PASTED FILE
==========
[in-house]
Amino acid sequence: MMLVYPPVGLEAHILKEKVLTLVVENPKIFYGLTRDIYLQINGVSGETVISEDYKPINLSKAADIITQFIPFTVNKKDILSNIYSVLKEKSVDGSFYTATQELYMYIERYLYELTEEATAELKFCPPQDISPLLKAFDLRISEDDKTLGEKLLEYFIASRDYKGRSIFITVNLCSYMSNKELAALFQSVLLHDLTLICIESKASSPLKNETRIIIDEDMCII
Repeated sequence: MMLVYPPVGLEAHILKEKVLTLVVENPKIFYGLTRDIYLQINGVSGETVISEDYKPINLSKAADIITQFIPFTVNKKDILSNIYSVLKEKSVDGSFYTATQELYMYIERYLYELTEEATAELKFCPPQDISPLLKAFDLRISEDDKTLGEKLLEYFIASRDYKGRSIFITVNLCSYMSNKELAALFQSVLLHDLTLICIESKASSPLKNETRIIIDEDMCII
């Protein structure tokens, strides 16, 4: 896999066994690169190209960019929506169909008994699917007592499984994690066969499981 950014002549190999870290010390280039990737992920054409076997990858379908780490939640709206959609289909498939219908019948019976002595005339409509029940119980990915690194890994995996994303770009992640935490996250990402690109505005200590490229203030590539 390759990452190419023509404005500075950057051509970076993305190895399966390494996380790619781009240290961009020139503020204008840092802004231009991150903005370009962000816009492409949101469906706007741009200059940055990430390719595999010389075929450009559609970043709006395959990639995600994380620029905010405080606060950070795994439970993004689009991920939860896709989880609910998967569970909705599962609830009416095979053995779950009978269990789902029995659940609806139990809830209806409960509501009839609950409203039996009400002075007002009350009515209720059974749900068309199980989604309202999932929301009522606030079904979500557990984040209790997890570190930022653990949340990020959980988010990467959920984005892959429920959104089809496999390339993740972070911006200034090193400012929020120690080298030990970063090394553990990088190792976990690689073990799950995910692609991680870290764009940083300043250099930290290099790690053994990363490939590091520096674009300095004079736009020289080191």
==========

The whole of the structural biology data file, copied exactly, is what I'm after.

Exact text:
[in-house]
Amino acid sequence: MMLVYPPVGLEAHILKEKVLTLVVENPKIFYGLTRDIYLQINGVSGETVISEDYKPINLSKAADIITQFIPFTVNKKDILSNIYSVLKEKSVDGSFYTATQELYMYIERYLYELTEEATAELKFCPPQDISPLLKAFDLRISEDDKTLGEKLLEYFIASRDYKGRSIFITVNLCSYMSNKELAALFQSVLLHDLTLICIESKASSPLKNETRIIIDEDMCII
Repeated sequence: MMLVYPPVGLEAHILKEKVLTLVVENPKIFYGLTRDIYLQINGVSGETVISEDYKPINLSKAADIITQFIPFTVNKKDILSNIYSVLKEKSVDGSFYTATQELYMYIERYLYELTEEATAELKFCPPQDISPLLKAFDLRISEDDKTLGEKLLEYFIASRDYKGRSIFITVNLCSYMSNKELAALFQSVLLHDLTLICIESKASSPLKNETRIIIDEDMCII
């Protein structure tokens, strides 16, 4: 896999066994690169190209960019929506169909008994699917007592499984994690066969499981 950014002549190999870290010390280039990737992920054409076997990858379908780490939640709206959609289909498939219908019948019976002595005339409509029940119980990915690194890994995996994303770009992640935490996250990402690109505005200590490229203030590539 390759990452190419023509404005500075950057051509970076993305190895399966390494996380790619781009240290961009020139503020204008840092802004231009991150903005370009962000816009492409949101469906706007741009200059940055990430390719595999010389075929450009559609970043709006395959990639995600994380620029905010405080606060950070795994439970993004689009991920939860896709989880609910998967569970909705599962609830009416095979053995779950009978269990789902029995659940609806139990809830209806409960509501009839609950409203039996009400002075007002009350009515209720059974749900068309199980989604309202999932929301009522606030079904979500557990984040209790997890570190930022653990949340990020959980988010990467959920984005892959429920959104089809496999390339993740972070911006200034090193400012929020120690080298030990970063090394553990990088190792976990690689073990799950995910692609991680870290764009940083300043250099930290290099790690053994990363490939590091520096674009300095004079736009020289080191």